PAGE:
Words from the Rector
St Peter was more often than not the one who got things wrong, but even so Jesus knew all along that he'd turn out OK in the end. There's hope for all of us!
One of my favourite stories from the Gospels refers to one of those many episodes where Peter is still learning the ropes.
Shortly before dawn Jesus went out to them, walking on the lake... ‘Lord, if it’s you,’ Peter replied, ‘tell me to come to you on the water.’ ‘Come,’ he said. Then Peter got down out of the boat, walked on the water and came towards Jesus. But when he saw the wind, he was afraid and, beginning to sink, cried out, ‘Lord, save me!’ Immediately Jesus reached out his hand and caught him. ‘You of little faith,’ he said, ‘why did you doubt?’ Matthew 14:25-31
So, what can we learn from this account? Like most of our modern superhero stories, this incident is less about the superpower on display and more about what the characters learn about themselves and others.
Most significantly of all, the first thing Peter sees is Jesus doing what God alone can do. In Scripture, power over the wind and waves is always attributed to God. Jesus’ feat of walking on water is more than just a clever trick. It’s further evidence of his authority – an authority which enables Peter himself to walk on water. Even more remarkably, we can trust that the power of Christ residing in us through his Spirit will enable us to walk through life’s storms without fear.
The second thing Peter learns is that he can’t do it himself. He began to walk towards Jesus, “but when he saw the wind, he was afraid and, beginning to sink, cried out, ‘Lord, save me!’” Peter was aware of the wind and the waves in his peripheral vision when he climbed out of the boat. But when he stopped focusing on Jesus and allowed his vision to be filled with the storm, he began to sink.
Few of us will ever find ourselves in a boat surrounded by a storm, but we regularly weather metaphorical storms. The storms around us might be powered by financial difficulty, impossible deadlines at work, family strife, unstable health, relationship breakdown. But when we find ourselves in a storm, what do we do? Do we allow the wind and waves to fill our vision and overwhelm us, or do we keep focusing on Jesus? Do we trust that, if we begin to sink, he will reach out and catch us?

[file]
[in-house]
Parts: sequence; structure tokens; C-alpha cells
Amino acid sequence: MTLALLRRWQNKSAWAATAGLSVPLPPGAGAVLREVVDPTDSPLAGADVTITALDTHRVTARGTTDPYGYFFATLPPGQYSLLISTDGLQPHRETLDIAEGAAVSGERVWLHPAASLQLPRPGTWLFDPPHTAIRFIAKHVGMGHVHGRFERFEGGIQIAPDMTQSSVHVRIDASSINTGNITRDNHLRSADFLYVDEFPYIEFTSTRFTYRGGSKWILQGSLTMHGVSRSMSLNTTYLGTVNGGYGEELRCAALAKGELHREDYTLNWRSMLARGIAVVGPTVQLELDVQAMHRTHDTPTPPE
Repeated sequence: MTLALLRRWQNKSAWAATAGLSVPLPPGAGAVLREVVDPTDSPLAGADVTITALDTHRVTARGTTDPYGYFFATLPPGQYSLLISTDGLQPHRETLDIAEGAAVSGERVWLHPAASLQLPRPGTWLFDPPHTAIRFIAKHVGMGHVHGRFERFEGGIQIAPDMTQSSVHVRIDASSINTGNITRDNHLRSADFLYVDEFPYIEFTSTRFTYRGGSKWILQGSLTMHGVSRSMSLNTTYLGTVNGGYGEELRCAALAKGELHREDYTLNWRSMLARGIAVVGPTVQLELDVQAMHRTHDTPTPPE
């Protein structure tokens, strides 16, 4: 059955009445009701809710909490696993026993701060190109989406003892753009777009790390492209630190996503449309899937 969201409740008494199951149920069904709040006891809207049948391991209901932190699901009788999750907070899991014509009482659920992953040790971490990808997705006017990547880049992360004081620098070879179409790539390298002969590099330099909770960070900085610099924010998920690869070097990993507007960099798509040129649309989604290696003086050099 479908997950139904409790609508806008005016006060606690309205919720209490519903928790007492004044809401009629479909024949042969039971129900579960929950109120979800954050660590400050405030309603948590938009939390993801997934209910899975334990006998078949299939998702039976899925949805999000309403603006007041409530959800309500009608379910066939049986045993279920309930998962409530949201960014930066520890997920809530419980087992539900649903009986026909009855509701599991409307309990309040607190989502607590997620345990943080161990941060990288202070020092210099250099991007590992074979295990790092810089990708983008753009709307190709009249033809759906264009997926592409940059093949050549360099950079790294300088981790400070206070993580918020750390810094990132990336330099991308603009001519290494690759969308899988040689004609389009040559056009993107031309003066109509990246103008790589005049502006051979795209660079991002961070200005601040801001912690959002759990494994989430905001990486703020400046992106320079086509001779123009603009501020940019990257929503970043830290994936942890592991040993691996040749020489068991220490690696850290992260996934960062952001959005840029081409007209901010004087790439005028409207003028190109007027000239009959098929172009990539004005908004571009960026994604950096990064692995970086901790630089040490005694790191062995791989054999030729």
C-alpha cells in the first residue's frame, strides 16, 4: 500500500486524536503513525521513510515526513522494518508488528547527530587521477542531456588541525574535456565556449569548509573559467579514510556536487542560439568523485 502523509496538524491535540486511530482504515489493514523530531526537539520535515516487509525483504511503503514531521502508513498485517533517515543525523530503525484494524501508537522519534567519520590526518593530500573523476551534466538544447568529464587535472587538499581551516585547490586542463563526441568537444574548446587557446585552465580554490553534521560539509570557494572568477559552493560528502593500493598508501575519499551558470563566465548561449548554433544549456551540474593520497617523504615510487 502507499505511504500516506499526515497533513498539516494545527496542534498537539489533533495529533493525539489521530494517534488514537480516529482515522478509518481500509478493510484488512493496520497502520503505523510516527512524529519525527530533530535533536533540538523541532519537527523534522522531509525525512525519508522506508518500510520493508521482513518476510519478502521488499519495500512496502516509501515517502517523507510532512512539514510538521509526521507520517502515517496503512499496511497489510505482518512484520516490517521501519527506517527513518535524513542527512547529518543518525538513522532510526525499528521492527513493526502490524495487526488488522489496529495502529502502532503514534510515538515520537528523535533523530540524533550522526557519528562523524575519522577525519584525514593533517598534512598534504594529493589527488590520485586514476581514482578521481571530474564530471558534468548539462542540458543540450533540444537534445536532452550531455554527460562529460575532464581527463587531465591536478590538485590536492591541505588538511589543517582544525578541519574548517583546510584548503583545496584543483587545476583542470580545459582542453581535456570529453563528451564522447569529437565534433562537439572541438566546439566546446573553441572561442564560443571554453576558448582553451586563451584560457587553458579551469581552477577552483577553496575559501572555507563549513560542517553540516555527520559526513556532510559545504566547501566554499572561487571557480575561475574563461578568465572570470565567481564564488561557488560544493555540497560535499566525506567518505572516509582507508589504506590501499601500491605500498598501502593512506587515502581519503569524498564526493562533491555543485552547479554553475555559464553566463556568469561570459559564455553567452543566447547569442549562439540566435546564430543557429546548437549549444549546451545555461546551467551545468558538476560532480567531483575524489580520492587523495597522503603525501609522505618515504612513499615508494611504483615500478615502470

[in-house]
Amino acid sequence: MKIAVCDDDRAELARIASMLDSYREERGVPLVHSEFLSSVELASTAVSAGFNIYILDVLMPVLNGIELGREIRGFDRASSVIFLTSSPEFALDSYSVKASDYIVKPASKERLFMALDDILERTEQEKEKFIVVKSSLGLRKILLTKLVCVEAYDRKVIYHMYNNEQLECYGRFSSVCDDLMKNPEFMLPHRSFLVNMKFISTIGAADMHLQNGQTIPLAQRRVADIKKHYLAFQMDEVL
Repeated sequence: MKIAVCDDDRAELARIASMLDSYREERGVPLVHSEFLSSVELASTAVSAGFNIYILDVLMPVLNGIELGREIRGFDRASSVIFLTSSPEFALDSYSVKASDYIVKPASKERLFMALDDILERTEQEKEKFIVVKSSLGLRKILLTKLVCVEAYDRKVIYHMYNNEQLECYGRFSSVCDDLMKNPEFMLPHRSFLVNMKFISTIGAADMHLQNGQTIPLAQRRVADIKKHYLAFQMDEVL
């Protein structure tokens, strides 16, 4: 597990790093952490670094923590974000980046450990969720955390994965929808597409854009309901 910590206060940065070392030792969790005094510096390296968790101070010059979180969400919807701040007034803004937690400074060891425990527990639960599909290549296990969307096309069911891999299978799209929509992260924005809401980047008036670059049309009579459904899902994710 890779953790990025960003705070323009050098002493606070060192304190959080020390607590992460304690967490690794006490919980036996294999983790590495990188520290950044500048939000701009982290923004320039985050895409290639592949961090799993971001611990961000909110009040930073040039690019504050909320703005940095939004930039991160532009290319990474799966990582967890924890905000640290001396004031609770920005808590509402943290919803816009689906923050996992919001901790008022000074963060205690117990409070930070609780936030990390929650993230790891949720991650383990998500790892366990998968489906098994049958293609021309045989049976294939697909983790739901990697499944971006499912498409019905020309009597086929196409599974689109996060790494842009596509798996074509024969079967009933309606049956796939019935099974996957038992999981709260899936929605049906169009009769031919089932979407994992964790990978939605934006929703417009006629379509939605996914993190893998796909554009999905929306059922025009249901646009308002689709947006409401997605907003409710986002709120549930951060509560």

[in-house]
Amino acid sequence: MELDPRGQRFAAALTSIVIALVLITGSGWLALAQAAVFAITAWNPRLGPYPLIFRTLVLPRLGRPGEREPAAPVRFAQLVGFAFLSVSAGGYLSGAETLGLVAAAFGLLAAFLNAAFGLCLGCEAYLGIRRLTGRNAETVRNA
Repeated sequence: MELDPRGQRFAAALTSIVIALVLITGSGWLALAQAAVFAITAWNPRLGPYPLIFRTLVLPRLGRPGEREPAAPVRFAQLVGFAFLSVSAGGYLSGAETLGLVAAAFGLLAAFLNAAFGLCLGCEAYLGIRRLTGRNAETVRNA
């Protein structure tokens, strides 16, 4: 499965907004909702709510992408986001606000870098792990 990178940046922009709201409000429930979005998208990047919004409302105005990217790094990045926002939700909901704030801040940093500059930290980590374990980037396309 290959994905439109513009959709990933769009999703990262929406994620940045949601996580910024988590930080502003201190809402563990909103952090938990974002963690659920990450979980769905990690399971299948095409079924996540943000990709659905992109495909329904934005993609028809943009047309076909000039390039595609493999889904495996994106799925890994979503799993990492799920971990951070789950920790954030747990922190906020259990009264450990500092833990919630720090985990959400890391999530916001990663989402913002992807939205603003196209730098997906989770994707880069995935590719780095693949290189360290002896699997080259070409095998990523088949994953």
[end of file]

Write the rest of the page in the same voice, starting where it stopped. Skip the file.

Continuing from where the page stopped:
The one we look to is the Lord, who not only directs the winds and waves but also death and life, the only one who can save us – and carry us through the storms of today.
Reverend Canon Keith Hale
What is the shape of your Bible?
The true light that gives light to every man was coming into the world. (John 1:9)
The shape of the Bible is like that of an hour-glass, in which thousands of sand grains sink down from its wide top, trickling through the tapered centre, only to fill out once again at the bottom. At the top – with Jesus as ‘The Word’ behind creation, the dimensions are enormous:
Through him all things were made; without him nothing was made that has been made (John 1:3)
But quite quickly the glass begins to narrow down. The light shines in the darkness, but the darkness has not understood it. (John 1:4,5)).
At the fall of humanity and the darkness that followed, a divinely-provided way of restoration is pledged. The hour-glass tapers down - to a single continent in the middle-east. It narrows still further - to a particular country measuring little more than 250 miles long and 70 miles wide – and even more - to a family – the children of Israel. Surely, the hour-glass cannot become any narrower?
But it does. For Israel – called to be God’s light to the nations – fails in her mission. She meets with exile at the hands of the Babylonians. Despite her eventual restoration, the Old Testament ends with a faithful Remnant of ‘those who feared the Lord and honoured his name’ (Malachi 3:16).
The glass narrows further still. The true light that gives light to every man was coming into the world. In a remote town of Galilee a promised Child is born. Twelve disciples join him. Thirteen men! Surely the hour-glass is down to its narrowest width.
But no. One disciple turns traitor, another turns coward; the rest are scattered. At this narrowest point of the hour-glass, we are down to a solitary grain – none other than the original Being who inhabited eternity. He became flesh and lived for a while among us.
As Lamb of God in his suffering on the Cross, this single Person is all that Israel could never be – the solitary fulfilment of the divine Covenant, at the centre of God’s saving purposes.